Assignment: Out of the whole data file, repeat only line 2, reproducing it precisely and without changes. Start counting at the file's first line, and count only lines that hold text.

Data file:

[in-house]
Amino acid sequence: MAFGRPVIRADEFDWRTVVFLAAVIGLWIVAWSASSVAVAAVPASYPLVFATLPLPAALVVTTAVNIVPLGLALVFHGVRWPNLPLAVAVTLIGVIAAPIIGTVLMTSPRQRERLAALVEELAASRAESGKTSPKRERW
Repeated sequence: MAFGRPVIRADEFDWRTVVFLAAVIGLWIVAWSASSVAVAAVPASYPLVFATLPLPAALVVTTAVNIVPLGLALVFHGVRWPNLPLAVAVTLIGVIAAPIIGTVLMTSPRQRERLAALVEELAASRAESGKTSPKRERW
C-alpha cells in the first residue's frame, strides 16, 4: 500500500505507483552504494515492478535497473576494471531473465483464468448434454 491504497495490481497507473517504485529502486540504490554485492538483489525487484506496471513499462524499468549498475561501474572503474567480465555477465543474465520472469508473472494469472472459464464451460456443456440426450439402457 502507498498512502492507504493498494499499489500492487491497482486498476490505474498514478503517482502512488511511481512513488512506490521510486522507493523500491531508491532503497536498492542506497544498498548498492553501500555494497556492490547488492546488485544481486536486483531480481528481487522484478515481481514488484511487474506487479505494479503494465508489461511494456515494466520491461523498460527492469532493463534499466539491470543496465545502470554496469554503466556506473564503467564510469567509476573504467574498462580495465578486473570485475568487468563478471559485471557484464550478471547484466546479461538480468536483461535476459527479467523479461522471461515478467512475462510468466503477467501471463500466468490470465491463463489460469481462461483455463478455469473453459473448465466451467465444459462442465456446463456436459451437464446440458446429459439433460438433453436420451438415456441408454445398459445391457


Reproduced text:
Amino acid sequence: MAFGRPVIRADEFDWRTVVFLAAVIGLWIVAWSASSVAVAAVPASYPLVFATLPLPAALVVTTAVNIVPLGLALVFHGVRWPNLPLAVAVTLIGVIAAPIIGTVLMTSPRQRERLAALVEELAASRAESGKTSPKRERW